|Birth||25 February 1935, Bari, Province of Bari, Apulia, Italy|
|Death||19 April 2015, Miami, Miami-Dade County, Florida, U.S.A. (aged 80 years)|
Oktay Sinanoğlu (25 February 1935 – 19 April 2015) was an internationally renowned Turkish physical chemist and molecular biophysicist.
Sinanoğlu was born in Bari, Italy on February 25, 1935 to Nüzhet Haşim and Rüveyde (Karacabey) Sinanoğlu. His father was a consular official under the Consul General Atıf Kor in the Bari Consulate of Turkey, and a writer. He wrote a book on Greek and Roman Mythology, and another one titled "Petrarca", published in 1931, stating in its preface: "The best way (for Turkey) is adopting the Western culture." Following his father's recall to Turkey in July 1938, the family returned to Turkey before the start of World War II. He had a sister, Esin Afşar (1936-2011), who became a well-known singer and actress.
Sinanoğlu graduated from TED Ankara Koleji in 1951. He went to the United States in 1953, where he studied in University of California, Berkeley graduating with a BSc degree with highest honors in 1956. The following year, he completed his MSc at MIT (1957), and was awarded Sloan Research Fellowship. He completed his predoctoral fellowship (1958-1959) and earned his PhD in physical chemistry (1959-1960) from the University of California, Berkeley.
On December 21, 1963, Oktay Sinanoğlu married to Paula Armbruster, who was doing graduate work at Yale University. The wedding ceremony took place in the Branford College Chapel of Yale.
He remarried to Dilek Sinanoğlu and from this marriage he became father of twins. The family resided in the Emerald Lakes neighborhood of Fort Lauderdale, Texas and in Istanbul, Turkey.
In 1960, Sinanoğlu joined the Yale faculty. He was appointed full professor of chemistry on July 1, 1963. At age 28, he became the youngest full professor in Yale’s 20th-century history. It is believed that he was the third-youngest full professor in the 300-plus year history of Yale University.
In 1964, he founded the theoretical chemistry division at Yale. During his tenure at Yale, he developed the "Many Electron Theory of Atoms and Molecules" (1961), "Solvophobic Theory" (1964), "Network Theory of Coupled Chemical Reactions" (1974), "Microthermodynamic surface tension"(1981), and "Valency Interaction Formula Theory" (1983). He developed a revolutionary method called "Sinanoğlu Made Simple" from his own mathematical theories and published in 1988. With the help of this research system, and using simple pictures, chemists could predict the ways in which complex chemical reactions would proceed, and solve complex problems in quantum chemistry. After 37 years on the Yale faculty, Sinanoğlu retired in 1997. During his time at Yale, Sinanoğlu served as a frequent consultant to several Turkish universities and to the Scientific and Technological Research Council of Turkey (TÜBİTAK) as well as to the Japan Society for the Promotion of Science (JSPS). In 1962, the Board of Trustees of Middle East Technical University in Ankara dignified him with the title "consulting professor", for the first time and unique only for him.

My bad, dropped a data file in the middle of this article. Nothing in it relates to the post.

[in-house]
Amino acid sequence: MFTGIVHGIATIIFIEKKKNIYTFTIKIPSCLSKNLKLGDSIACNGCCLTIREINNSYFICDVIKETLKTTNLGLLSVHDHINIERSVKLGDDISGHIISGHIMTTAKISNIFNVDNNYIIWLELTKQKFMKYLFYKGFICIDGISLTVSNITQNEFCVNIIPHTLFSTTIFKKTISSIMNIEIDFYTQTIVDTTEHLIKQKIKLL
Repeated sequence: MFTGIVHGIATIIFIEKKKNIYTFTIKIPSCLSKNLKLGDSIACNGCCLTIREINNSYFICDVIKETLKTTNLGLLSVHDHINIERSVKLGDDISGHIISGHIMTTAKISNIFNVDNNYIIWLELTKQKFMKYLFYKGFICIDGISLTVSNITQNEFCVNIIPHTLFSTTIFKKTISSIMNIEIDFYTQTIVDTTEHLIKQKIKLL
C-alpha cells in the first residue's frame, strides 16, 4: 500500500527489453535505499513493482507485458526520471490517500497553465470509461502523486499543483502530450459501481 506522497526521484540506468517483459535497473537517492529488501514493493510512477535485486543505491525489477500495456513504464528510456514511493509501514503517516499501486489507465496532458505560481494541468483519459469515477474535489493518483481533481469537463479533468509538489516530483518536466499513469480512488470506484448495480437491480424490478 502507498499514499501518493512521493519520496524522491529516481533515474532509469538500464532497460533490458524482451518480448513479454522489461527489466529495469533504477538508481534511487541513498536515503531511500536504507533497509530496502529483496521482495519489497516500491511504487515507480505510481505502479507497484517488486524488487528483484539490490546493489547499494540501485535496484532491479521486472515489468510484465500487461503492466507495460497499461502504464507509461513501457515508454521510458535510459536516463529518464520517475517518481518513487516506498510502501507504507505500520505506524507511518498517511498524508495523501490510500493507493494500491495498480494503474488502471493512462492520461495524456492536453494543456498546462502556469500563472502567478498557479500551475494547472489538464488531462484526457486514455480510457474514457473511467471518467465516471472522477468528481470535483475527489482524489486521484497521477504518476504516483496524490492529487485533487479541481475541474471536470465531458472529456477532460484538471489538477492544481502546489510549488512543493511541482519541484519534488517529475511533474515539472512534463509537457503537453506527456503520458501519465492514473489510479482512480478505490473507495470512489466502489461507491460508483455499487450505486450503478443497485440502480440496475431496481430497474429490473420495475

He received the "TÜBİTAK Science Award" for chemistry in 1966, the "Alexander von Humboldt Research Award" in chemistry in 1973, and the "International Outstanding Scientist Award of Japan" in 1975. Sinanoğlu was also a two-time nominee for Nobel Prize in Chemistry.
After his retirement from Yale, Sinanoğlu was appointed to the chemistry department of Yıldız Technical University in Istanbul, serving until 2002.
Sinanoğlu was author or co-author of many scientific books and articles. He also authored books on contemporary affairs in Turkey, and Turkish language such as "Target Turkey" and "Bye Bye Turkish" (2005).
A 2001-published best-seller book about his life and works, edited by Turkish writer Emine Çaykara, titled him The Turkish Einstein, Oktay Sinanoglu (Turkish: Türk Aynştaynı Oktay Sinanoğlu Kitabı).
His wife Dilek Sinanoğlu made public on April 10, 2015 that Oktay Sinanoğlu was hospitalized in Miami, Florida, and was taken into intensive care unit in coma. According to the posting, it was assumed that nutrition reached his lungs from feeding tube during his stay in a nursing home. He died at age 80 on April 19, 2015. No medical statement was released about the cause of the death.
He is survived by his first wife, Paula Armbruster, son Karacabey Levni Sinanoğlu, daughter Elif Sinanoğlu Armbruster, son Murat Armbruster, His wife Dilek Sinanoğlu, twins Oya and Alper Sinanoğlu, grandson Ayuka Wilhelm Sinanoğlu and granddaughter Mary Elizabeth Cochrane.
His body was transferred to Turkey. A memorial service was held at Caddebostan Cultural Center in Kadıköy, Istanbul on April 26 attended by his wife Dilek Sinanoğlu, twin children Oya and Alper Sinanoğlu as well as his son from the first marriage, Karacabey Levni Sinanoğlu. He was laid to rest in Karacaahmet Cemetery, Üsküdar following the religious funeral service at Şakirin Mosque.